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I Wore My Blackest Hair: Two Poems by Carlina Duan

I was her American / daughter, my tongue / my hardest muscle / forced to swallow / a muddy alphabet.

By Carlina Duan

What I’ve Lost

teeth. metallic parts of headphones,
bad machinery. sticks
of lead. loves I once pressed
my lips to, firm and hard, on
their whole precious throats.
entire countries streaked
with black pepper,
entire countries
bleating with the creamy milk
of goats. it is absolute: this loss.
rivers and eyelashes. onions
waggling their roots. what I
will never know: new sisters
and stones curled into the center
of a palm. what I’ve missed:
kernels of corn, kettles of water.
I am lonely, in my lonely chest.
birds traipse out of windows. flags
lift their red and floppy throats.
cars shout; I will never hear them.
I want to catch so much of this earth
on the gentle tongue, but
outside: there is only snow.
and inside: there is only muscle.
only what I can give and flex—
which is to say, inside: there is
a moon in me, a heart
that swamps and swamps.
today: oil and vessel. turnips
I fried for dinner. joy I got
from touching a friend’s humble
face. the monthly blood. the honest
stutter. what I place my paws on:
only rain, only squares of papaya,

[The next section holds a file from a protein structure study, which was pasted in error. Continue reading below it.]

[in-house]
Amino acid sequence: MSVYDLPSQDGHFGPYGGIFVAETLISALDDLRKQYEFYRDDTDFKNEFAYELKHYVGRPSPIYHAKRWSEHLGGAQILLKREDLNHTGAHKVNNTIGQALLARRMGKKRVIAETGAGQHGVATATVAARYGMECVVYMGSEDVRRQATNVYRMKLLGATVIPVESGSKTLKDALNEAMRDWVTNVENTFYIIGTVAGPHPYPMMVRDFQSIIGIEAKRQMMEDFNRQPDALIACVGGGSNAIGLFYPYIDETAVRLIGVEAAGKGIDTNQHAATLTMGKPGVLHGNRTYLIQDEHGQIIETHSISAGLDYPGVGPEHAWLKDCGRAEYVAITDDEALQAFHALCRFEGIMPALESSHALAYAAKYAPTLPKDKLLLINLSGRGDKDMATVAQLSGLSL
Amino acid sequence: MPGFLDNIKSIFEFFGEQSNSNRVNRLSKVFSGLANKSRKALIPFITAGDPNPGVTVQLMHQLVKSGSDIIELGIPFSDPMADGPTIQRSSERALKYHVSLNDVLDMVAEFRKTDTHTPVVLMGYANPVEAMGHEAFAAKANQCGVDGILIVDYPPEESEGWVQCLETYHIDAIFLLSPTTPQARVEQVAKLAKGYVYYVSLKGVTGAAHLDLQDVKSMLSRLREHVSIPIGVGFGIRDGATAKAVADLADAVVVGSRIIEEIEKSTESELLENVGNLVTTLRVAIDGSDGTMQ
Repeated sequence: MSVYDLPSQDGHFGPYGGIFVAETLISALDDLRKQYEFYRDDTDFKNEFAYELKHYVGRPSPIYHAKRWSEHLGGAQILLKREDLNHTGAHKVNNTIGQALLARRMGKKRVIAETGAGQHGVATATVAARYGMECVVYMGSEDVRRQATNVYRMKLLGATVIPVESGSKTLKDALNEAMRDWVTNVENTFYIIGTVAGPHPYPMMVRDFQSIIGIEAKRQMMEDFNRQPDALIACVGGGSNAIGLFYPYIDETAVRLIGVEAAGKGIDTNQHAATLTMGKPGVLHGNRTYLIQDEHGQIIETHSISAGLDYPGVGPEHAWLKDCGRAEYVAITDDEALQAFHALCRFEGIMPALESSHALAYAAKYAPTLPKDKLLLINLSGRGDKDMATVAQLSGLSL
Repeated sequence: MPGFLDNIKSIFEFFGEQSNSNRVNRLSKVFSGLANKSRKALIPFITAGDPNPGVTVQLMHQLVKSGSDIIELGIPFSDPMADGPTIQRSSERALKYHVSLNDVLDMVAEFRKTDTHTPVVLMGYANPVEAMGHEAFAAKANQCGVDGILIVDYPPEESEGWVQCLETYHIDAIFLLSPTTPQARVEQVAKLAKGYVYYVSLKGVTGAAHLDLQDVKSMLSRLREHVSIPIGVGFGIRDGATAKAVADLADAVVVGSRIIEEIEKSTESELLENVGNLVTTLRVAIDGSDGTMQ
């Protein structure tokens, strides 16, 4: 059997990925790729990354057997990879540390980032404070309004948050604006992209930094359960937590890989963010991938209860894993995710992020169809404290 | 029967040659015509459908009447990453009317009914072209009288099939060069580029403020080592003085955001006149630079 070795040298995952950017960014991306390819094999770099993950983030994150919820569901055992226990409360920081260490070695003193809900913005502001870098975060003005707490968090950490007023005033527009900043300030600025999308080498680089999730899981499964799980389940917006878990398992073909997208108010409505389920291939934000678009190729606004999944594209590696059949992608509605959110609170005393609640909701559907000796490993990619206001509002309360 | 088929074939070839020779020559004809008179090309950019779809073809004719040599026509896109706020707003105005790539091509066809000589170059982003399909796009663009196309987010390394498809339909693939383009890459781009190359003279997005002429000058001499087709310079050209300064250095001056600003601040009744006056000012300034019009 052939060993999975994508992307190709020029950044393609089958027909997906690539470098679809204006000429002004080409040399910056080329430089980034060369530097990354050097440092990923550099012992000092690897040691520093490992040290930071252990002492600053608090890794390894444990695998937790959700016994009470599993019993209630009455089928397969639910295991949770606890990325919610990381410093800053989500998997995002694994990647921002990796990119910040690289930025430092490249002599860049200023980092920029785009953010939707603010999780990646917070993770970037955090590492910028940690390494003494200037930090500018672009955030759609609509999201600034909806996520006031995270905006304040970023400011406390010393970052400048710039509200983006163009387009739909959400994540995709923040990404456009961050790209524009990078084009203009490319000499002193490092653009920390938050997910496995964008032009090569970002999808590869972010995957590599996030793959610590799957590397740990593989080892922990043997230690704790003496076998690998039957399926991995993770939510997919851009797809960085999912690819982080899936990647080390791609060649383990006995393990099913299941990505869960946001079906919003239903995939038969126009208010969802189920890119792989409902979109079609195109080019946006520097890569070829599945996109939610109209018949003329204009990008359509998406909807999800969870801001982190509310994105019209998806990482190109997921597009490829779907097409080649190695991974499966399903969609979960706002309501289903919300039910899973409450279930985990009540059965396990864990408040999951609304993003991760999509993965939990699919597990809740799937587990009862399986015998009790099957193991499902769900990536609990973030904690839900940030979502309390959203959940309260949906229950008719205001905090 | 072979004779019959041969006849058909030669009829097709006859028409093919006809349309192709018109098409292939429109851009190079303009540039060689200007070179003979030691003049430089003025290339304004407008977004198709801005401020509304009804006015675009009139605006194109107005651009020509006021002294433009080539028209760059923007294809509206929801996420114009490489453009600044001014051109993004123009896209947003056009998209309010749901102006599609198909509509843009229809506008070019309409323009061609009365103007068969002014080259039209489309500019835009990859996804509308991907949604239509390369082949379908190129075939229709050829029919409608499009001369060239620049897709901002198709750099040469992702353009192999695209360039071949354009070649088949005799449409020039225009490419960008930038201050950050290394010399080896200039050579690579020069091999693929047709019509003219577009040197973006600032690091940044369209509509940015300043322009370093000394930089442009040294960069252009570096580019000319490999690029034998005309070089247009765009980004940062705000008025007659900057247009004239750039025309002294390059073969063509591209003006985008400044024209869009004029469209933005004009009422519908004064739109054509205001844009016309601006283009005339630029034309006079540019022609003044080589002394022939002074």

and the hundred lives in me:
tender, eager to sprout.


Fractions, 1974


in the kitchen, my mother and her sister
talk in tiny whispers. a cultural revolution.
spirals of teeth. mouths centered into Os
like slow red pearls. by the sink, a fruit fly
whines, and my mother cinches the ribbon
of her dress, bites into a cucumber.
teaches her sister fractions—

all they haven’t yet swallowed: Chinese
girls with flags pinned to their bags, Chinese
girls in love with the swell of onions
and moons. milk is measured out through
ration cards; a neighborhood rooster chases
their skirt hems.

years from now, we cackle in our throats.

in the capital, the windows are dirty with stars.
as the chairman lifts his hand to speak, a needle
punctures a strip of muslin cloth.

in the kitchen, my mother slips pills of rice
into tin cups, casts thin glances at
her sister. halves and wholes.
thirds and fourths. someday, American
daughters will speak the language
in sections—


a is for apple; b is for bitch


once I called my mother bitch,
and she said, BITCH. Shì shénme?
WHAT IS THAT? teeth crackling
against lip until I saw her: a girl
again, splitting onions by
the sink.

I said, MOM. MOM.

while she called me



I was her American
daughter, my tongue

my hardest muscle
forced to swallow
a muddy alphabet.
each night my mother taught me
Chinese myths, fractions. we
watched the night crawl. bagged
into blackness, our tongues traced
English and Chinese,

English and Chinese,

two throats.

Excerpted from I Wore My Blackest Hair by Carlina Duan. Text copyright © 2017 by Carlina Duan. Published by Little A November 14, 2017. All Rights Reserved.